If there is a natural body, there is also a spiritual body. 45 So it is written: “The first man Adam became a living being”; the last Adam, a life-giving spirit. 46 The spiritual did not come first, but the natural, and after that the spiritual. 47 The first man was of the dust of the earth; the second man is of heaven. 48 As was the earthly man, so are those who are of the earth; and as is the heavenly man, so also are those who are of heaven. 49 And just as we have borne the image of the earthly man, so shall we bear the image of the heavenly man.
[I do not see anything there that would conflict with what we believe to be fact, from personal experiences, from Spiritualism, psychic research and so on. I would say that Paul is describing a modern consensus reality.]
[In what follows we do have to remember that Paul was a Jew, and that for hundreds of years the Jews had expected an earthly or a heavenly Messiah who would institute the reign of God. Jewish Paul believed that Jesus was that Messiah, and that therefore he would reappear during Paul’s life time. In his later epistles Paul seems less sure.]
50 I declare to you, brothers and sisters, that flesh and blood cannot inherit the kingdom of God, nor does the perishable inherit the imperishable. 51 Listen, I tell you a mystery: We will not all sleep, but we will all be changed— 52 in a flash, in the twinkling of an eye, at the last trumpet. For the trumpet will sound, the dead will be raised imperishable, and we will be changed. 53 For the perishable must clothe itself with the imperishable and the mortal with immortality. 54 When the perishable has been clothed with the imperishable, and the mortal with immortality, then the saying that is written will come true: “Death has been swallowed up in victory.”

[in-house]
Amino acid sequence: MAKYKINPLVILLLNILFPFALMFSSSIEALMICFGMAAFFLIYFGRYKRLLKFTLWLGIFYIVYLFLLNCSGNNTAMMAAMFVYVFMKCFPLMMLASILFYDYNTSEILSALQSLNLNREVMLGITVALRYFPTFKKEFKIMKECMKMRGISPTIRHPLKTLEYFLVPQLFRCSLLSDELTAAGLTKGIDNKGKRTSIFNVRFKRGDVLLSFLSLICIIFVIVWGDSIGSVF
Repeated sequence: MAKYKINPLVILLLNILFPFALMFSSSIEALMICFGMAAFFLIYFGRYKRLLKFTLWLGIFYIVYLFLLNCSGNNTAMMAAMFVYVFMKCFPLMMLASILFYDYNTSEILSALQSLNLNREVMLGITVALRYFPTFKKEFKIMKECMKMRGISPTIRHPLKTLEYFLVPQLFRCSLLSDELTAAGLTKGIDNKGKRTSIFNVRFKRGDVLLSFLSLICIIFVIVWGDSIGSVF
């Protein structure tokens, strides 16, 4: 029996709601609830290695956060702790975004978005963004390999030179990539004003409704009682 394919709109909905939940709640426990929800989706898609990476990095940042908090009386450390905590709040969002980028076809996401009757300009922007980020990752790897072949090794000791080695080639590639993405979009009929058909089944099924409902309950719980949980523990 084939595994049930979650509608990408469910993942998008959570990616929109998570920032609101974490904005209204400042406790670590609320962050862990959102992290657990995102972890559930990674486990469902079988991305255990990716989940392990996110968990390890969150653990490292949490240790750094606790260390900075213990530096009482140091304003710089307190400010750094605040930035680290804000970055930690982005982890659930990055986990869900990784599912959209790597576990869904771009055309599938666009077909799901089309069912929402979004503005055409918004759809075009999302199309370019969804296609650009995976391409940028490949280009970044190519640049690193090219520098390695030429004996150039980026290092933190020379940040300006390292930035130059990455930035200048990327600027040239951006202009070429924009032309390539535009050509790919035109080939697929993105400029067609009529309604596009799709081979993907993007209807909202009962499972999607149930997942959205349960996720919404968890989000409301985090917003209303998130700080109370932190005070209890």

55 “Where, O death, is your victory? Where, O death, is your sting?”
56 The sting of death is sin, and the power of sin is the law. 57 But thanks be to God! He gives us the victory through our Lord Jesus Christ.
58 Therefore, my dear brothers and sisters, stand firm. Let nothing move you. Always give yourselves fully to the work of the Lord, because you know that your labour in the Lord is not in vain.”
Leave out verses 51-52, and readers will recognise a world described by NDE-ers. And if we want a battle of “proof texts” we can quote Luke 23:42, the words of the thief on the cross beside Jesus: Luke 23:42 And he was saying, “Jesus, remember me when You come in Your kingdom!” 43And He said to him, “Truly I say to you, today you shall be with Me in Paradise.”
But St Paul did write verses 51 and 2. He did write of the “rapture” great events in the future. At the same time he did equate Christ’s death and resurrection with our own.
What then are we to make of Tom Wright’s “St. Paul is very clear that Jesus Christ has been raised from the dead already, but that nobody else has yet.” Not the thief? Nobody? Wright’s words seem strange. And what about Wright’s materialistic idea that we do not go to heaven, but Christ’s kingdom will be on earth? Where does he get that from? “My Kingdom is not of this world,” said Jesus. [John 18.35]
No doubt other bishops will have other ideas. The babble of voices does us all harm. Is there any way to get closer to the truth than with the disciplined study of human experience?
In view of the immense diversity of opinion, not to mention dogma, it seems to me, that apart from some poetic theological excursions, Paul would see eye to eye with many modern afterlife experiences.
[1. If we accept Paul’s view of things, then it is hard to know what to make of the story of the Empty Tomb. The tomb may well have been empty, but we would not know why. Perhaps it is this story that leads some people to go into contortions with the words of Paul.
2. To be fair to Tom Wright, he talks eloquently about what Christ can do in this physical world. With this we may not want to quarrel. But I would maintain that in his zeal he misrepresents Paul, and devalues the world of the Eternal.
Michael Cocks edits the journal, The Ground of Faith.
Afterlife Teaching From Stephen the Martyr by Michael Cocks is published by White Crow Books and available from Amazon and other bookstores.
His forthcoming book, Into the Wider Dream will be published Winter/Spring 2015 by White Crow Books.